Affectionate, gentle, calm, playful, good-natured, the Mastiff is an excellent companion dog breed. This huge dog doesn't even need to be aggressive to be a good watchdog, his gait is enough. Find out more about this beautiful dog breed.
Quick Overview of the Mastiff
- Worthy and brave
- Calm and gentle
- Pacifist and never aggressive
- Loves children
- Very powerful and imposing
- Broad head and jaw
- Small hazelnut eyes
- Impression of strength and nobility
- Beware of drooping ears
Temperament of the Mastiff
Worthy and brave, the Mastiff is calm and gentle unlike his tough appearance. No matter how much space is allocated to him, he is able to adapt to any situation.
However, he is totally unaware of his great power and imposing size. It is preferable to always supervise him, especially in the presence of very young children. This hound is very gentle, but he could still hurt them without intending to.
The Mastiff is a very gentle and peaceful dog. With a calm and neutral temperament, this dog loves children. He can play with them without ever becoming aggressive or dominant.
Very loyal, he has only one master and he will obey him all his life.
He loves to play and exercise and never gets tired of it. He is adorable with humans, but when he is in the presence of other dogs, you must limit the length of the game. After some time, the Mastiff may want to dominate his fellow dogs and due to his great power, play can become more problematic. However, with humans, he can play all day long without ever becoming dominant.
Being neither aggressive nor angry, this dog loves gentleness and caresses. A firm but calm order will be very effective, no force or aggression is necessary to teach him the rules of the house.
Even if the Mastiff is not an aggressive dog, his attitude can sometimes give the impression that he is. He is an excellent guard dog. He will warn at the slightest sign of intrusion. He will bark to give the alarm but will not go any further, his job is to warn, not to fix the situation.
This large-breed dog can adapt as easily in an apartment than in a large house in the country. His adaptability is amazing. Even though he is very large, he takes up very little space indoors. He will be able to make himself very small if needed.
The Mastiff has a very powerful and imposing physique, with a broad head and jaw. He exudes an impression of great power.
Between 70 and 91 cm (27.56 to 35.83 inches) for the male
Between 70 and 91 cm (27.56 to 35.83 inches) for the female
Between 73 and 100 kg (160.94 to 220.46 pounds) for the male
Between 54 and 77 kg (119.05 to 169.75 pounds) for the female
Recognized breeders will affirm the following colours: sand, apricot and brindle (tiger-like lineage) with black ears and mouth.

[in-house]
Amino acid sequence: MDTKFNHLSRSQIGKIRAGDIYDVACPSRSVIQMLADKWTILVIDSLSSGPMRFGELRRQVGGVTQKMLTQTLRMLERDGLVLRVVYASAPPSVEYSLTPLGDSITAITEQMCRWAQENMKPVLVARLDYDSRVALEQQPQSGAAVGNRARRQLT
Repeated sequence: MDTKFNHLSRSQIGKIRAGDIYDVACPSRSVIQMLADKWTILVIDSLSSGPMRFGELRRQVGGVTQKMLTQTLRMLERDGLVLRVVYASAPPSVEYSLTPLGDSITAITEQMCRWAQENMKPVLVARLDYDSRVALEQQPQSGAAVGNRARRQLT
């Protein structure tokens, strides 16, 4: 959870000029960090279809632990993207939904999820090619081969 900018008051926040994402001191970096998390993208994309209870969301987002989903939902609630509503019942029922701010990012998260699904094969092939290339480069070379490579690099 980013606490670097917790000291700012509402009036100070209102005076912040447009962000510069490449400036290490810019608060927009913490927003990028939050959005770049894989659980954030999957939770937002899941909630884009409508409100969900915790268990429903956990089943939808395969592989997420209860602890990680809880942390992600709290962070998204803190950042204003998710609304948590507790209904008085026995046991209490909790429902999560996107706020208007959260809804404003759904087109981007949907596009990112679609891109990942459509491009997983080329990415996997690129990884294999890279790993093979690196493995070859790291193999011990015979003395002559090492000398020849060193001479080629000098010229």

His hazelnut-coloured eyes are small. The Mastiff's body is massive and his musculature is very apparent.
According to the FCI breeds nomenclature, this breed belongs to group 2, section 2 and is #264
Characteristics of the Mastiff
Does this dog suit your lifestyle?
Every dog breed has its own characteristics. However, the actual character of a dog can vary from one to another within the same breed.
Price and monthly budget
Tips About this breed
Before buying a Mastiff, it is important to know that as an adult, he can suffer from self-confidence problems, which is why the owner must be sensitive and patient with him.
Although not one of the most active breeds, the Mastiff needs a big garden to run around for hours.
It's also important that he has a soft bed. Because of his weight, certain areas such as the elbows or the ends of the hock can be grazed and this can cause calluses.
Health of the Mastiff
The Mastiff has very strong muscles and is not prone to problems as long as he is properly treated and fed. Protein-rich food for large breeds is ideal for him.
His large, floppy ears can sometimes cause small infections, but regular maintenance will prevent this kind of problem.
History of this breed
This breed of molossus has only recently become well known. The Mastiff is said to be descended from the great Roman wild dogs used in warfare and in fighting arenas. The English name "Masty" meaning power would be the origin of the name of this breed.
The Mastiff and Bulldog ancestors were often considered to be the same breed, as the Mastiffs were preferred by the Greeks and Romans. These two breeds were combined at one time to produce today's Bullmastiff, a breed derived from the Mastiff.
Previously used for shows, Mastiffs were often used in fights against lions, bears or bulls to entertain the crowds.
Although the Mastiff appears often in history, his origin remains rather nebulous and unclear.